Celebrate The Day of the Dead with The Classic Skeleton Art of José Guadalupe Posada

Posada Calavera Catrina

In Mex­i­co on Novem­ber 2, mor­tal­i­ty is approached with music and laugh­ter.

“On the Day of the Dead, when the spir­its come back to us,” explains the Dr. Vig­il char­ac­ter in the 1984 film of Mal­colm Lowry’s Under the Vol­cano, “the road from heav­en must be made easy, and not slip­pery with tears.”

The souls of the dead are wel­comed back with offer­ings of food and drink. Skulls and frol­ick­ing skele­tons, often dressed in full cos­tume, are depict­ed on alters, food and else­where — a play­ful reminder that all of us, despite our van­i­ties, will one day turn to dust.

The ori­gins of the Day of the Dead and its basic motifs can be traced back 3000 years, to the Aztecs, but the satir­i­cal skele­tons of its present-day iconog­ra­phy bear the strong influ­ence of one man who died 101 years ago: the print­mak­er and draughts­man José Guadalupe Posa­da.

Posa­da was an obscure news­pa­per illus­tra­tor when he set­tled in Mex­i­co City in 1888 and began work­ing for a com­pa­ny that pub­lished graph­ic fly­ers designed to bring the news of the day to a large­ly illit­er­ate pub­lic. Posada’s engrav­ings soon caught on.

“Long drawn to the sen­sa­tion­al,” writes Jesse Cordes Sel­bin at the Hen­ry Ran­som Cen­ter, “Posada’s inter­est cen­tered on such fan­tas­tic and unsa­vory aspects of life as mur­ders, rob­beries, bull­fights, polit­i­cal scan­dals, and illic­it love affairs. While his polit­i­cal work alter­nate­ly sat­i­rized Pres­i­dent Por­firio Díaz and laud­ed the pop­ulist rev­o­lu­tion­ary lead­ers Emil­iano Zap­a­ta and Fran­cis­co Madero, for the most part his prints suc­cess­ful­ly struck the fine line between hard-hit­ting and light-heart­ed, res­onat­ing wide­ly through­out Mex­i­co.”


Despite their hum­ble pur­pose, Posada’s engrav­ings were a major influ­ence on the devel­op­ment of 20th cen­tu­ry Mex­i­can art. Octavio Paz described his tech­nique as “a min­i­mum of lines and a max­i­mum of expres­sion.” In his intro­duc­tion to Mex­i­co: Splen­dors of Thir­ty Cen­turies, Paz writes, “By birthright Posa­da belongs to a man­ner that has left its stamp on the twen­ti­eth cen­tu­ry: Expres­sion­ism. Unlike the major­i­ty of Expres­sion­ist artists, how­ev­er, Posa­da nev­er took him­self too seri­ous­ly.”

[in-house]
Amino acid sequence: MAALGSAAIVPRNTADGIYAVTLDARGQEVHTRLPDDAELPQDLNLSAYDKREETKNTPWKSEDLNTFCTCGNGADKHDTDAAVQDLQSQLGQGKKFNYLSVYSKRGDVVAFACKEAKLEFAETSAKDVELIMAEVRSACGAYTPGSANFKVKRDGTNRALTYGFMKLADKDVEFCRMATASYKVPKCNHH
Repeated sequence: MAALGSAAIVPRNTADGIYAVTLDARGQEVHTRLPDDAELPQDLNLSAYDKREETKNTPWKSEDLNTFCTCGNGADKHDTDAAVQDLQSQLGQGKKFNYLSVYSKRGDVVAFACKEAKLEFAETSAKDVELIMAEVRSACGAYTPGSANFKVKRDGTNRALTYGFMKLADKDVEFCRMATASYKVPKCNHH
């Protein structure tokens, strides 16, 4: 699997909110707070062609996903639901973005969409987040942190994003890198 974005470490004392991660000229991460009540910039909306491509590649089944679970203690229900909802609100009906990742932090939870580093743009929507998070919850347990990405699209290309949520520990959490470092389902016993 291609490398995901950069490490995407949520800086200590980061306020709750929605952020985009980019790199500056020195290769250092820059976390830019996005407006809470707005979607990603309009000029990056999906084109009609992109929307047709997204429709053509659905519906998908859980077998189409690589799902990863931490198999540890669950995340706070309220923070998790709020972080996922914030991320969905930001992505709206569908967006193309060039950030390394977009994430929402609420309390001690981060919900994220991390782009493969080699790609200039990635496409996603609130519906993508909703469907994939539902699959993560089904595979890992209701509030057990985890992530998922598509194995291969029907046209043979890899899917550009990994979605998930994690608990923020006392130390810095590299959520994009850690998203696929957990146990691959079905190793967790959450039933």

Oth­ers, how­ev­er, did. The mural­ists who flour­ished in post-rev­o­lu­tion­ary Mex­i­co revered Posa­da. Diego Rivera and José Clemente Oroz­co, in par­tic­u­lar, praised him as an inspi­ra­tional fig­ure. In his auto­bi­og­ra­phy, Oroz­co writes:

Posa­da used to work in full view, behind the shop win­dows, and on my way to school and back, four times a day, I would stop and spend a few enchant­ed min­utes in watch­ing him, and some­times I even ven­tured to enter the shop and snatch up a bit of the met­al shav­ings that fell from the min­i­mum-coat­ed met­al plate as the mas­ter’s graver passed over it. This was the push that first set my imag­i­na­tion in motion and impelled me to cov­er paper with my ear­li­est lit­tle fig­ures; this was my awak­en­ing to the exis­tence of the art of paint­ing.

The most influ­en­tial of Posada’s works were his Calav­eras, mean­ing “skulls,” or, by exten­sion, “skele­tons.” Per­haps the most famous work from the series is Calav­era Cat­ri­na (above), a zinc etch­ing com­plet­ed in about 1910. It depicts a woman of the social class known as the Catrins (from a Span­ish word mean­ing “over-ele­gant”), a group who denied their Maya her­itage and thought of them­selves only as Euro­pean.

In 1947 Diego Rivera paid homage to Posa­da by plac­ing him at the cen­ter of his panoram­ic Dream of a Sun­day After­noon in the Alame­da Cen­tral with a full-length ver­sion of the Calav­era Cat­ri­na on his arm, while Rivera him­self, depict­ed as a young boy, stands on the oth­er side hold­ing her bony hand. For more of Posada’s Calav­eras, scroll down.

The Folk Dance Beyond the Grave:

Posada Folk Dance Beyond Grave

Anoth­er zinc etch­ing from around 1910, El Jarabe en ultra­tum­ba (“The Folk Dance Beyond the Grave”) depicts a mer­ry group of skele­tons eat­ing, drink­ing, mak­ing music and danc­ing the tra­di­tion­al jarabe. The repro­duc­tion is from the posthu­mous 1930 mono­graph Las Obras de José Guadalupe Posa­da, Grabador Mex­i­cano.

Calav­era from Oax­a­ca:

Posada Calavera Oaxaquena

Calav­era Oax­aque­ña (“Calav­era from Oax­a­ca”) was first pub­lished on a broad­side in 1910. It shows a proud-look­ing skele­ton dressed as a char­ro, run­ning past a crowd of skele­tons with a blood-stained knife in his hand.

Calav­era of Don Quixote:

Posada Calavera Don Quixote

In this etch­ing made some­time between 1910 and Posada’s death in 1913, Don Quixote rides into bat­tle wear­ing an upside-down bar­ber’s basin he imag­ines to be the leg­endary hel­met of Mam­bri­no, a sol­id-gold rel­ic said to make its wear­er invul­ner­a­ble. He van­quish­es every foe. “This is the calav­era of Don Quixote,” says the cap­tion on the orig­i­nal broad­side pub­li­ca­tion, “the first-class one, the match­less one, the gigan­tic one.”

Click on the images above to view them in a larg­er for­mat. You can view more prints by Posa­da at MoMA and The Pub­lic Domain Review.

Relat­ed Con­tent:

Charles & Ray Eames’ Short Film on the Mex­i­can Day of the Dead (1957)

Fri­da Kahlo and Diego Rivera Vis­it Leon Trot­sky in Mex­i­co, 1938

Speak­ing in Whis­tles: The Whis­tled Lan­guage of Oax­a­ca, Mex­i­co

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